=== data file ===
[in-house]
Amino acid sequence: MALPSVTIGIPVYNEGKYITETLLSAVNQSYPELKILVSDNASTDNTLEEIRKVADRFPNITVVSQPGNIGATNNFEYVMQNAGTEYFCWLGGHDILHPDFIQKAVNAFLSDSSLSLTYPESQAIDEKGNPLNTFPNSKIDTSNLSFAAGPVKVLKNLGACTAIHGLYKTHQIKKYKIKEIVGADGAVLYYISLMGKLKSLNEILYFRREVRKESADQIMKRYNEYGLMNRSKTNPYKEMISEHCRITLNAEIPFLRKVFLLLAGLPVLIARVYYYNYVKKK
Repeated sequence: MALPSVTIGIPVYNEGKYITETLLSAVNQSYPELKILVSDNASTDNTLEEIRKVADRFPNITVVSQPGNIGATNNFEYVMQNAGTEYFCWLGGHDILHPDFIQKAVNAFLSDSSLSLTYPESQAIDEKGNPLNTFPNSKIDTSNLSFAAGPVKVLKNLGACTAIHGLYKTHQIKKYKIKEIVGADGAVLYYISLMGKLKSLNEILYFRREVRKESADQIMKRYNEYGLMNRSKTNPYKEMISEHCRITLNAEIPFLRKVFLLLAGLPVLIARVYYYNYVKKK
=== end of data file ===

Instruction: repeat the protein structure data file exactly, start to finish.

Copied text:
[in-house]
Amino acid sequence: MALPSVTIGIPVYNEGKYITETLLSAVNQSYPELKILVSDNASTDNTLEEIRKVADRFPNITVVSQPGNIGATNNFEYVMQNAGTEYFCWLGGHDILHPDFIQKAVNAFLSDSSLSLTYPESQAIDEKGNPLNTFPNSKIDTSNLSFAAGPVKVLKNLGACTAIHGLYKTHQIKKYKIKEIVGADGAVLYYISLMGKLKSLNEILYFRREVRKESADQIMKRYNEYGLMNRSKTNPYKEMISEHCRITLNAEIPFLRKVFLLLAGLPVLIARVYYYNYVKKK
Repeated sequence: MALPSVTIGIPVYNEGKYITETLLSAVNQSYPELKILVSDNASTDNTLEEIRKVADRFPNITVVSQPGNIGATNNFEYVMQNAGTEYFCWLGGHDILHPDFIQKAVNAFLSDSSLSLTYPESQAIDEKGNPLNTFPNSKIDTSNLSFAAGPVKVLKNLGACTAIHGLYKTHQIKKYKIKEIVGADGAVLYYISLMGKLKSLNEILYFRREVRKESADQIMKRYNEYGLMNRSKTNPYKEMISEHCRITLNAEIPFLRKVFLLLAGLPVLIARVYYYNYVKKK